Sunday, November 22, 2015

The Tortured, Vindictive Hero: Heathcliff

No male character represents the archetype of a tortured man better than Heathcliff from Emily Brontë's Wuthering Heights.

The familiar film adaptation from 1939 with Laurence Oliver tells the story of only sixteen of the novel's thirty-four chapters; the movie is a tale of the doomed romance between the well-bred heiress, Cathy Earnshaw, and Heathcliff, the gypsy boy her father adopted. When she dies at the end of the film (and halfway through the novel) he is a ruined man, and becomes an bitter villain bent on the destruction of members of Cathy’s family.

The complete novel recounts Heathcliff's retribution on those who have taken Cathy from him and treated him as a servant or worse. 

 “…You loved me — then what right had you to leave me? What right — answer me — for the poor fancy you felt for Linton? Because misery, and degradation, and death, and nothing God or Satan could inflict would have parted us, you, of your own will, did it. I have not broken your heart — you have broken it; and in breaking it, you have broken mine.”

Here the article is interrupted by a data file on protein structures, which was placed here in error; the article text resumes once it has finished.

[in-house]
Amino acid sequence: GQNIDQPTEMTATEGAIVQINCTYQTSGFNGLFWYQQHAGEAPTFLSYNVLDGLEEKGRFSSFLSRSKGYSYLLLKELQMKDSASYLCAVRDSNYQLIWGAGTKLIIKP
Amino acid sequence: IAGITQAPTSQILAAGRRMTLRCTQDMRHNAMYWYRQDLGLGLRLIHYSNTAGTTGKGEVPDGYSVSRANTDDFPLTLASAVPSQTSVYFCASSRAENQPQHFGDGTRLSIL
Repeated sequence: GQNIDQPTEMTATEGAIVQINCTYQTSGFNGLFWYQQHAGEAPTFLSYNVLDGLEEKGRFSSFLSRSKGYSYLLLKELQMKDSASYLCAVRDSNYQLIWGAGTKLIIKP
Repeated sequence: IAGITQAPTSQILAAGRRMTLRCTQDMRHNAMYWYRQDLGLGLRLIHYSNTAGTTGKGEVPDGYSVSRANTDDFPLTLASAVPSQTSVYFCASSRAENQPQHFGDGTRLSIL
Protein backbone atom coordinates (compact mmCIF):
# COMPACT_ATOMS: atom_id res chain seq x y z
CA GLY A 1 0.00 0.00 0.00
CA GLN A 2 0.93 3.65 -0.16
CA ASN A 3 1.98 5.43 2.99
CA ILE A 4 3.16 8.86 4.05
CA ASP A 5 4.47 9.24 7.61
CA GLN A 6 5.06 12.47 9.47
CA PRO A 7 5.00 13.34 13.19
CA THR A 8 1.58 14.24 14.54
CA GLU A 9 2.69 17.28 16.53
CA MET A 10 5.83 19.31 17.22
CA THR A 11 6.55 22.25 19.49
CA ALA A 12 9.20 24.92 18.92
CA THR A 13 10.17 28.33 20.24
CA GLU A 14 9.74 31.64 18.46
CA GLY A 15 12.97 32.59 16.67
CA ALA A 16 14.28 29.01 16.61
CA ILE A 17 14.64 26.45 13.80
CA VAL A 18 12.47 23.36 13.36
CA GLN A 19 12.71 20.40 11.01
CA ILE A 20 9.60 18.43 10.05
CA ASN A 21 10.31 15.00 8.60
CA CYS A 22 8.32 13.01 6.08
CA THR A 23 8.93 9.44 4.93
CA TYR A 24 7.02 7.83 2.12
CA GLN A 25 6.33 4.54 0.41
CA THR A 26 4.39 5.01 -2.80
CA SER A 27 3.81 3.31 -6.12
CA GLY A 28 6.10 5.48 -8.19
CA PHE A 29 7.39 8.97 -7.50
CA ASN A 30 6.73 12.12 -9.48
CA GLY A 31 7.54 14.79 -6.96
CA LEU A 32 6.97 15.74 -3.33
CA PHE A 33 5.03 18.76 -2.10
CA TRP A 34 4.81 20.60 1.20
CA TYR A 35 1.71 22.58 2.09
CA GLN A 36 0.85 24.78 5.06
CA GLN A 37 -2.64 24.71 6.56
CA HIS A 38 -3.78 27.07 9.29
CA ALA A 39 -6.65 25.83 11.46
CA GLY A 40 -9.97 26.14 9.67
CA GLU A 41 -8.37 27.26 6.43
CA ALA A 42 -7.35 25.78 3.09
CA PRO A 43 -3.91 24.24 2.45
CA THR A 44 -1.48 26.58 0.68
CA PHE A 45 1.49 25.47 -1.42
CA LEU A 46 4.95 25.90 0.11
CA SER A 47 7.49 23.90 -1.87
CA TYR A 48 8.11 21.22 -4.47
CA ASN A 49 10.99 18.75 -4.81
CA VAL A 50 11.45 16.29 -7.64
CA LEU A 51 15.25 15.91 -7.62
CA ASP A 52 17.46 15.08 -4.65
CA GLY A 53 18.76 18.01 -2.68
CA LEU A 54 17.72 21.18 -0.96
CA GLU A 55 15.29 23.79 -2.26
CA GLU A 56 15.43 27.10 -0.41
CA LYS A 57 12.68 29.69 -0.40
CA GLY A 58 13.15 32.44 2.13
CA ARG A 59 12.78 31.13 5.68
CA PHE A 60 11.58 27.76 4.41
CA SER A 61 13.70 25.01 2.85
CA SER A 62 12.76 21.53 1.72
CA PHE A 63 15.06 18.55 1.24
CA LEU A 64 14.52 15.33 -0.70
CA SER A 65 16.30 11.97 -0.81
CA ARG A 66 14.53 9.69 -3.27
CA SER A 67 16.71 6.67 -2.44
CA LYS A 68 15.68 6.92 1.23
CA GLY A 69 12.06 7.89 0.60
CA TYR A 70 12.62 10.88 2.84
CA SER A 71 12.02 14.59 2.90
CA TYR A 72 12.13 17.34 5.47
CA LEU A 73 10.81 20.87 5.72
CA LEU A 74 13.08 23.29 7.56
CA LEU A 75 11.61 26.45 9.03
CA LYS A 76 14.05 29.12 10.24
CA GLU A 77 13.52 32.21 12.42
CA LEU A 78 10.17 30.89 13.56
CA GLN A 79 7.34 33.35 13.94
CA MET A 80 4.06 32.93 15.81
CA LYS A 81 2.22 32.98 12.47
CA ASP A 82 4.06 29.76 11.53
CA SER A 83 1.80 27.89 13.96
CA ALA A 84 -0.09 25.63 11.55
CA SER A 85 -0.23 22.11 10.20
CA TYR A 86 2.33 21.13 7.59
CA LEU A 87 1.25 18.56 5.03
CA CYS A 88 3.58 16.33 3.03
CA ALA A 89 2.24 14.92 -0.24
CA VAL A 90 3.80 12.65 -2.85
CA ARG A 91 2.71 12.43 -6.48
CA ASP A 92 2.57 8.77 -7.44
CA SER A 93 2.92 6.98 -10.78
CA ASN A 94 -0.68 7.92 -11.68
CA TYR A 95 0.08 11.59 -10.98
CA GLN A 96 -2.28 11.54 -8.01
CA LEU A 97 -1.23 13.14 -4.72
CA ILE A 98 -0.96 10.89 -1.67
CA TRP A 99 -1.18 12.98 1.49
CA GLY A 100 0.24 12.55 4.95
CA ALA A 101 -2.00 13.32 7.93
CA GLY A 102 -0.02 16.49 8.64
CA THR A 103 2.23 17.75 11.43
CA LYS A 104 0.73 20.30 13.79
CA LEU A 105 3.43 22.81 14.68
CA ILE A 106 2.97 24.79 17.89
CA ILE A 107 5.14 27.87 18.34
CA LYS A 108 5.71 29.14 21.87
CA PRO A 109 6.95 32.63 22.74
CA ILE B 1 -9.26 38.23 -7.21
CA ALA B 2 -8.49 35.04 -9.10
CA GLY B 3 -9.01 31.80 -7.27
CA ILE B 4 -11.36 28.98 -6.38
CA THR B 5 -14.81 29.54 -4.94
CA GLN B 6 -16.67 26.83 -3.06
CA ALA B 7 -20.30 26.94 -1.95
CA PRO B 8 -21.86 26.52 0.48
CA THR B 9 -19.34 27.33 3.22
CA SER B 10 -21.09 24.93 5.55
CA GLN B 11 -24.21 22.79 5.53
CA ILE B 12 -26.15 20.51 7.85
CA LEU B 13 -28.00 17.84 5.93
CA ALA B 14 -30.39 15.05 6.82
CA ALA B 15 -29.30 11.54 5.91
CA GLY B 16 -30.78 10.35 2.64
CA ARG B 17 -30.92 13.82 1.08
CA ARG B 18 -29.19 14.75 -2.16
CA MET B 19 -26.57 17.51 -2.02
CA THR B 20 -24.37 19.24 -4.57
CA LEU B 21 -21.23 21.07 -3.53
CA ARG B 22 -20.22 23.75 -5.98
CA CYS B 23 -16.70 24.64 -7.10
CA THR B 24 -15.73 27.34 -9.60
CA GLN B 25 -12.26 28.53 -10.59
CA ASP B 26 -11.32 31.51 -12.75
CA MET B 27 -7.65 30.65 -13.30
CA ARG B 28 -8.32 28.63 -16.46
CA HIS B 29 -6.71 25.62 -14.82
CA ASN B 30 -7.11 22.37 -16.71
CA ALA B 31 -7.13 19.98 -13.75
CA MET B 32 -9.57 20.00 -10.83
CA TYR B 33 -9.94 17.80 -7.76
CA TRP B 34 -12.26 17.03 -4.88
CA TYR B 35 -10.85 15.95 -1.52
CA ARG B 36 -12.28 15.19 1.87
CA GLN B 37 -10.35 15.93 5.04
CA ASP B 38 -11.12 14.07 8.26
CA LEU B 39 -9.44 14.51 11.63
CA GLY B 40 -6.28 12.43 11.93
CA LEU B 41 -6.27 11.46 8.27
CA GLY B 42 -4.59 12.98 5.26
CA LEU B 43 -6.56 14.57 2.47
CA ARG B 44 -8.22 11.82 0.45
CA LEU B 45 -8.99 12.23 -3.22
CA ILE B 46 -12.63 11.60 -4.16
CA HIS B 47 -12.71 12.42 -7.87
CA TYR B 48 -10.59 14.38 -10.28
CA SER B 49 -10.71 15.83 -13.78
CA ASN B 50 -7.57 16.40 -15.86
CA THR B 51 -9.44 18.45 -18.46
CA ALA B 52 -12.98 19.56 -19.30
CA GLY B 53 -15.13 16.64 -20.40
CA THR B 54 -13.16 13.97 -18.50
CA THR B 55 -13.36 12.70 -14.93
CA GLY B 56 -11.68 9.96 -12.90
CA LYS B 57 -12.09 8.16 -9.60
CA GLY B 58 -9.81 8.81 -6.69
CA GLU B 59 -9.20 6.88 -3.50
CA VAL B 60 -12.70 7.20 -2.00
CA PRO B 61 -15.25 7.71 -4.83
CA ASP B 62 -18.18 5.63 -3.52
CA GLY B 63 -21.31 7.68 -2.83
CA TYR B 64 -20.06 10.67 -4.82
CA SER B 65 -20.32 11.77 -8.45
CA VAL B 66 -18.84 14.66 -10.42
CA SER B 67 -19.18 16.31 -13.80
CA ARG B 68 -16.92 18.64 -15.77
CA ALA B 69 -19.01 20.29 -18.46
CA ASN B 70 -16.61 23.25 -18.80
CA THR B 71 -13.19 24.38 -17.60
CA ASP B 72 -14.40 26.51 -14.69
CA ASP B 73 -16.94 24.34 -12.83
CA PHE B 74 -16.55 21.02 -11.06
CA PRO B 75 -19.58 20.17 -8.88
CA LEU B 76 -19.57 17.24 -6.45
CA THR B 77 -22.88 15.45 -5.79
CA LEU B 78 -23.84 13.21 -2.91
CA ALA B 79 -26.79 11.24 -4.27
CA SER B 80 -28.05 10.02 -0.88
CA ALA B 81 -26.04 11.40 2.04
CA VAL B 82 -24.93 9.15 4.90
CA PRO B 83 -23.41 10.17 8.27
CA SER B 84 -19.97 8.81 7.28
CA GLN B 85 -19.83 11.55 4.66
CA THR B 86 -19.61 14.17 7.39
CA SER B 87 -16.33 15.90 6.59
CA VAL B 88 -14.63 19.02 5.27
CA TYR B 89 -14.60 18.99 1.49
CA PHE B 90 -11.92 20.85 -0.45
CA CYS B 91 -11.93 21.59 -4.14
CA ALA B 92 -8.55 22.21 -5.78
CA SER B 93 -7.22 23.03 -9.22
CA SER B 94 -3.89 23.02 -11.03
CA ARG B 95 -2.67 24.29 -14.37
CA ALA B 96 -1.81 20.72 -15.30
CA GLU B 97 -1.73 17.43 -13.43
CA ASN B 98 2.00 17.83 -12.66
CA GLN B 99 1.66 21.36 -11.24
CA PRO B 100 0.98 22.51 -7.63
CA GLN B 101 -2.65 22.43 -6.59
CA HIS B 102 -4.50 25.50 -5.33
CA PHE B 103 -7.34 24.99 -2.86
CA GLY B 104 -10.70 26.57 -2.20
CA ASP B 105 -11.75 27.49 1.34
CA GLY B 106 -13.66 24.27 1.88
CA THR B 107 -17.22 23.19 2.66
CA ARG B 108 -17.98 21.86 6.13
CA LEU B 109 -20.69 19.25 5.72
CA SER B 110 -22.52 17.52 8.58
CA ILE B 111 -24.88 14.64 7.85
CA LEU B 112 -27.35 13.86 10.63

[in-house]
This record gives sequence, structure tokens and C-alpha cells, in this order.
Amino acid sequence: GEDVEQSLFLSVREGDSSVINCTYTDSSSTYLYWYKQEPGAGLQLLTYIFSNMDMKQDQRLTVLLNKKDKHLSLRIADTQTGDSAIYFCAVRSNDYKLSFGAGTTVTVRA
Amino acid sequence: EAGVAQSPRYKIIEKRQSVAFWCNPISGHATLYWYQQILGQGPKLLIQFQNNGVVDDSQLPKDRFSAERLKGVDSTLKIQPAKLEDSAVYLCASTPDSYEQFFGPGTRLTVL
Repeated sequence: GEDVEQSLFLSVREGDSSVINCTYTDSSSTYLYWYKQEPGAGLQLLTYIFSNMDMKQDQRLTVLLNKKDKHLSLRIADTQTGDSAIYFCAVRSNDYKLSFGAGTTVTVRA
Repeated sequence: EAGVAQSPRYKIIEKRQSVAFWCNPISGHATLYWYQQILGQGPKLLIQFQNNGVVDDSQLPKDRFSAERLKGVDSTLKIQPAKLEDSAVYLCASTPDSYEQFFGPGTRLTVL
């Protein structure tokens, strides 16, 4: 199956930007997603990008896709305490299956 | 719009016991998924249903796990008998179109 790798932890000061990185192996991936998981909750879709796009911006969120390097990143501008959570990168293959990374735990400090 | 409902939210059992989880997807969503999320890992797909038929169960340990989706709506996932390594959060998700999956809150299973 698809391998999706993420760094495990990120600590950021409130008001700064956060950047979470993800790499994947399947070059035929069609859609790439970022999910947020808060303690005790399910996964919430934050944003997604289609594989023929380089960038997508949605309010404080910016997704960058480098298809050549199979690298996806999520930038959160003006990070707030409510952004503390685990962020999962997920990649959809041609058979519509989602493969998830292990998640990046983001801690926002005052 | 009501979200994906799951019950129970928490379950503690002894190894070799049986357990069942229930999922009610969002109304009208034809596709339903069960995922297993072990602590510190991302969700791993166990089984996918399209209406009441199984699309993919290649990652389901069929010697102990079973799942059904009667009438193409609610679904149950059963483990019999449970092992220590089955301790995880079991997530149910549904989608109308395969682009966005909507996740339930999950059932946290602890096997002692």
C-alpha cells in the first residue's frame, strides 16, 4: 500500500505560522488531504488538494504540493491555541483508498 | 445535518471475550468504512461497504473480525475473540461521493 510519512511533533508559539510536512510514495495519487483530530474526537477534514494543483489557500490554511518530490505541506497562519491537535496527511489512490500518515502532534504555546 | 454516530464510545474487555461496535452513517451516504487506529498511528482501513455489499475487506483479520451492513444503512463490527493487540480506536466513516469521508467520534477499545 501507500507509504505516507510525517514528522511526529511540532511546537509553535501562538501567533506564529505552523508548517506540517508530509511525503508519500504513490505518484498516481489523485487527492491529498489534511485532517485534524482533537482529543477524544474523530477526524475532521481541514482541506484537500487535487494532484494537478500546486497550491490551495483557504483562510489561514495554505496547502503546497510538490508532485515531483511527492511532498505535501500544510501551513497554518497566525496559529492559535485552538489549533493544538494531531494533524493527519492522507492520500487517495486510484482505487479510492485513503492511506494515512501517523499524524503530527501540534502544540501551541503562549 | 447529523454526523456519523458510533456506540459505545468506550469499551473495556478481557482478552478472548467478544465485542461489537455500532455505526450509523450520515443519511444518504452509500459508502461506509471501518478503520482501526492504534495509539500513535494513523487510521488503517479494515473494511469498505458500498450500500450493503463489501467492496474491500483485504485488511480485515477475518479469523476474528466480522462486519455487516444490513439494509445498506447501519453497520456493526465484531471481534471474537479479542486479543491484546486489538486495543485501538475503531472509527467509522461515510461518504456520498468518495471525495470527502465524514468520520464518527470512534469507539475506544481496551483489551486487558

From Wuthering Heights Chapter Fifteen

This is part of Heathcliff''s tortured words to Cathy on her death bed. Heathcliff is not an admirable man; his only redemption is due to his passionate love for Cathy.
Heathcliff is generally thought of as a romantic hero, but is he, really? When the woman he loves is taken from him by a rival who is from her social set, vengeance is his recourse.  In the novel, retribution goes beyond his enemies, and continues into the next generation. He is a man driven not by love, but revenge.

Can destructive actions be forgiven in the name of love? What do you think?

1 comment:

  1. As you say, Heathcliff is considered romantic. Maybe it's because of the handsome actors who have played him in film. If you consider his character, he is remote, stubborn, mean, and a bit of a stalker when it comes to Cathy.


Thanks for sharing!